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We believe that all Maine people have a right to a healthy environment where we live, work and play.
We envision a future free of exposure to harmful chemicals in our air, water or food.
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This report is a collaborative effort of the Safer Chemicals, Healthy Families coalition, a campaign dedicated to protecting American families from toxic chemicals. The report incorporates a significant body of peer-reviewed science on chemicals and health. Download the report.

 

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Maine Parents to be Kept in the Dark About Use of BPA in Food Packaging

Governor LePage found fourteen Senate Republican’s today to side with him against a new BPA bill and that was enough to sustain his veto of LD 1181, “An Act to Further Strengthen the Protection of Pregnant Women and Children from Toxic Chemicals”.

The bill, which would have shed light on use of BPA in food packaging and protected Maine children from chemicals that cause cancer, learning and developmental disabilities, and reproductive damage, fell three votes short, garnering a vote tally of 19-14, with 22 needed to override the Governor’s veto.

Governor LePage has made a point of consistently opposing progress to protect Maine children from BPA and other toxic chemicals. Following his infamous comment that all BPA could do is give women “little beards” in 2011 the Governor unsuccessfully tried to overturn a phase out of BPA from baby bottles and sippy cups, his DEP was then slow to act to implement additional BPA rules, and opposed a proposal to phase out BPA from baby and toddler food packaging.

We are disappointed that today many of the Governor’s fellow Republicans in the Senate stood by him rather than Maine parents who feel strongly that further action is needed to reduce exposure to harmful chemicals like BPA. A poll conducted this spring found 79% of Mainers support state legislation to get BPA out of canned foods and to require manufacturers to report on their use of chemicals of high concern in everyday products.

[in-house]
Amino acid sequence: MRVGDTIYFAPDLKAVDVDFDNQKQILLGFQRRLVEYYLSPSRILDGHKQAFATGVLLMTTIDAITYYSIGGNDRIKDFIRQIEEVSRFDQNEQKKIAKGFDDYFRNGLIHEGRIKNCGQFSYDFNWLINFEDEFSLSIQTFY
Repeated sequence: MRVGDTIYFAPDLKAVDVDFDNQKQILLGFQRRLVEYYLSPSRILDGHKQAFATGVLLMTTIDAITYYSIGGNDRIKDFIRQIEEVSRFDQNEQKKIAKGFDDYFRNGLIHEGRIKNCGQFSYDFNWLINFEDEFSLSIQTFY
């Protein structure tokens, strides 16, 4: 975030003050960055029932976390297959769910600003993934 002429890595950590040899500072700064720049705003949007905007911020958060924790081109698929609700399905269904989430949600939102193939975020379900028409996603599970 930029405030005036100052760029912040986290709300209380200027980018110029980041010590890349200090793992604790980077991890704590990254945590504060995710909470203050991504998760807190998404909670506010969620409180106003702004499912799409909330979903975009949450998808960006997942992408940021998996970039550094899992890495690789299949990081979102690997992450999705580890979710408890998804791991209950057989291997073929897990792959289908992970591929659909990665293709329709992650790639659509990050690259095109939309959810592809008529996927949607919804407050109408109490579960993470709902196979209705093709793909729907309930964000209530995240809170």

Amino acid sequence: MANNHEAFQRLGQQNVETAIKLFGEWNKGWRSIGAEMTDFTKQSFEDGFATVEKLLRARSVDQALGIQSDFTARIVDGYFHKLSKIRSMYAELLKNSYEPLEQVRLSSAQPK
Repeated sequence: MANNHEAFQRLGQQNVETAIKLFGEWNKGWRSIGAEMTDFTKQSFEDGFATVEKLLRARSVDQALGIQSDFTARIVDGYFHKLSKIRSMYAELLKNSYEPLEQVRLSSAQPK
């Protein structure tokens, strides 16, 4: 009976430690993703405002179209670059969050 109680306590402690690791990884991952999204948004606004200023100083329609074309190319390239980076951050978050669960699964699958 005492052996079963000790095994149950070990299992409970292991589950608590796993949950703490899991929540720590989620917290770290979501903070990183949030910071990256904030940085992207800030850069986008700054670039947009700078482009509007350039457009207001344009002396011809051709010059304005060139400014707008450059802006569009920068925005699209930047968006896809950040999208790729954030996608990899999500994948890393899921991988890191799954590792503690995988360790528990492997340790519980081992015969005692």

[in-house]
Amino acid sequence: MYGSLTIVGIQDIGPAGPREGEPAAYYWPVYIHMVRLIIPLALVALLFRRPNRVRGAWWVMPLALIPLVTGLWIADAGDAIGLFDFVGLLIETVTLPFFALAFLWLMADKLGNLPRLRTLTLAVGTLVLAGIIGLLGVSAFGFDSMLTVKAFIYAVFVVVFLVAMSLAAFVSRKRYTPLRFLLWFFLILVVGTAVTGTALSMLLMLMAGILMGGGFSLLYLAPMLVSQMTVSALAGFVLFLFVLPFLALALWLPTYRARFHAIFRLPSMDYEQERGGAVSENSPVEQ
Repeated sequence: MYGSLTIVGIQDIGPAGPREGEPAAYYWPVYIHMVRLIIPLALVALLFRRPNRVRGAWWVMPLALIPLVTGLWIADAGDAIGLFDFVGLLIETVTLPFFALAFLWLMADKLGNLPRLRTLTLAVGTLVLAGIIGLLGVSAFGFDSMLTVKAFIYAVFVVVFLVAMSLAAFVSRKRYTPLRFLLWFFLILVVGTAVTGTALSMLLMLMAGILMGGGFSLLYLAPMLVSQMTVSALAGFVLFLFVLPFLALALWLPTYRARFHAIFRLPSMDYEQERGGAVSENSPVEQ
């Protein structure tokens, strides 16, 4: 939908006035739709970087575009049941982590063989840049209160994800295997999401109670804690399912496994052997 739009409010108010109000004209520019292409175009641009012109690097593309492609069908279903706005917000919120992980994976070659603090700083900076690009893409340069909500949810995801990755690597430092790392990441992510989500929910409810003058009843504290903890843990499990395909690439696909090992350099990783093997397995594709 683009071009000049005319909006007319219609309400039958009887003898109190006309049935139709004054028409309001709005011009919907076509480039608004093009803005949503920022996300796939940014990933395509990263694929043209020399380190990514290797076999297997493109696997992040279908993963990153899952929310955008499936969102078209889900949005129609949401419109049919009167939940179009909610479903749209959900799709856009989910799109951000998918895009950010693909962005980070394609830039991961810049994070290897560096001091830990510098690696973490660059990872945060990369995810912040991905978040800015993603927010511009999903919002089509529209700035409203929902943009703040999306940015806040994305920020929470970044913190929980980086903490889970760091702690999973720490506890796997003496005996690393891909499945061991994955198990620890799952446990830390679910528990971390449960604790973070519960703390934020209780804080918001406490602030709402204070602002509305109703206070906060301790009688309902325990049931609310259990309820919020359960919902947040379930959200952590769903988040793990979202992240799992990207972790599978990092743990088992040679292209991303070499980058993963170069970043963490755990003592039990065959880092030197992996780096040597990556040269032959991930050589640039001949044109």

Senator Saviello (R- Franklin) led the opposition to the bill in committee and on the senate floor on behalf of the chemical industry coalition. He swayed the vast majority of his republican colleagues to vote with industry and the Governor rather than with Maine parents and physicians.

Deserving of recognition is Senator Flood (R-Kennebec) who supported amendments in the appropriations committee that eliminated a fiscal note from the bill and was the lone Republican among the 19 Senators voting to override the Governor’s veto today.

LD 1181 had been significantly modified through the legislative process. The amended bill would have taken small, reasonable steps to generate information about which products sold in Maine contain dangerous chemicals.

The Governor's veto message misrepresented what the bill proposed. He invented impacts that wouldn't exist and ignored the two modest requirements of the bill. LD 1181 required two simple actions: (1) manufacturers with more than $1 billion in annual food sales would report to the State on which canned foods contain the hormone disrupting toxic chemical BPA, and (2) two years from now, the State could expand its requirement that manufacturers of children's products report to the State on which products contain any of 49 Chemicals of High Concern.

Despite the Governor’s assertions, there was no unfunded mandate in the bill as it required the Department of Environmental Protection to use its existing authority to assess fees on manufacturers that sell products in Maine that contain dangerous chemicals, which would have more than offset the minor costs imposed by the bill.

Posted on 7/9/2013 (Archive on 7/30/2013)

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